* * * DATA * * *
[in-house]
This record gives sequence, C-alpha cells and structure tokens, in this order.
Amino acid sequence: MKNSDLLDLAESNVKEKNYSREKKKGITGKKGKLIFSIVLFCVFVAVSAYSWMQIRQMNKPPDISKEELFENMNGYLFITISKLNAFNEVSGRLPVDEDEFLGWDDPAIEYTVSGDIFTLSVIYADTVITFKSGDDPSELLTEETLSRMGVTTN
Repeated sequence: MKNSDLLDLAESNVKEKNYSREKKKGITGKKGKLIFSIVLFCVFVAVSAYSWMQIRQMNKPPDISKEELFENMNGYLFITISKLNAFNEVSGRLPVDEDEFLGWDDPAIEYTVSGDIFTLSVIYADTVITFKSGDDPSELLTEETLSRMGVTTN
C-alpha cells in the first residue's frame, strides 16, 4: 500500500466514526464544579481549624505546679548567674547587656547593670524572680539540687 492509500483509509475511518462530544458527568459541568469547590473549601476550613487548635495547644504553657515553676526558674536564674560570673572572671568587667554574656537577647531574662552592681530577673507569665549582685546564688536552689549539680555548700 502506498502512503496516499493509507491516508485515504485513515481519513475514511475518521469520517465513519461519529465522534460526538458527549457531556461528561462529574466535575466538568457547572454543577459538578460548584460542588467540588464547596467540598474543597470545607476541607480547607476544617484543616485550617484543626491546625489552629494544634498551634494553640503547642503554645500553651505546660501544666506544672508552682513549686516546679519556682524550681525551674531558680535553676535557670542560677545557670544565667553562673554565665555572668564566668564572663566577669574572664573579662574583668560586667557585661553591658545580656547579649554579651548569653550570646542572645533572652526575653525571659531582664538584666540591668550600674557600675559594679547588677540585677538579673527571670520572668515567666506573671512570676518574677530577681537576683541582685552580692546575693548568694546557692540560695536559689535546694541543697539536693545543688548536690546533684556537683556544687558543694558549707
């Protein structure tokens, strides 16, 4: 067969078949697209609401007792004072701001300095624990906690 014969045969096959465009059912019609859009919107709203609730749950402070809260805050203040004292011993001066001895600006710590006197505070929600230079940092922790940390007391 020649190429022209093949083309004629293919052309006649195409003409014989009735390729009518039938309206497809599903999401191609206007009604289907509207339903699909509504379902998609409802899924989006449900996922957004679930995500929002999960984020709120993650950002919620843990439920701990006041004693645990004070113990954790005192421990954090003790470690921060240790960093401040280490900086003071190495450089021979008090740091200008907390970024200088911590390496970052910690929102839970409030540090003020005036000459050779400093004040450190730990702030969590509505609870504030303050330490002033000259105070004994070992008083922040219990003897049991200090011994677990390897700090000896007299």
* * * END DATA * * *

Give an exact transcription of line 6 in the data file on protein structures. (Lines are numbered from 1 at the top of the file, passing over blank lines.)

């Protein structure tokens, strides 16, 4: 067969078949697209609401007792004072701001300095624990906690 014969045969096959465009059912019609859009919107709203609730749950402070809260805050203040004292011993001066001895600006710590006197505070929600230079940092922790940390007391 020649190429022209093949083309004629293919052309006649195409003409014989009735390729009518039938309206497809599903999401191609206007009604289907509207339903699909509504379902998609409802899924989006449900996922957004679930995500929002999960984020709120993650950002919620843990439920701990006041004693645990004070113990954790005192421990954090003790470690921060240790960093401040280490900086003071190495450089021979008090740091200008907390970024200088911590390496970052910690929102839970409030540090003020005036000459050779400093004040450190730990702030969590509505609870504030303050330490002033000259105070004994070992008083922040219990003897049991200090011994677990390897700090000896007299």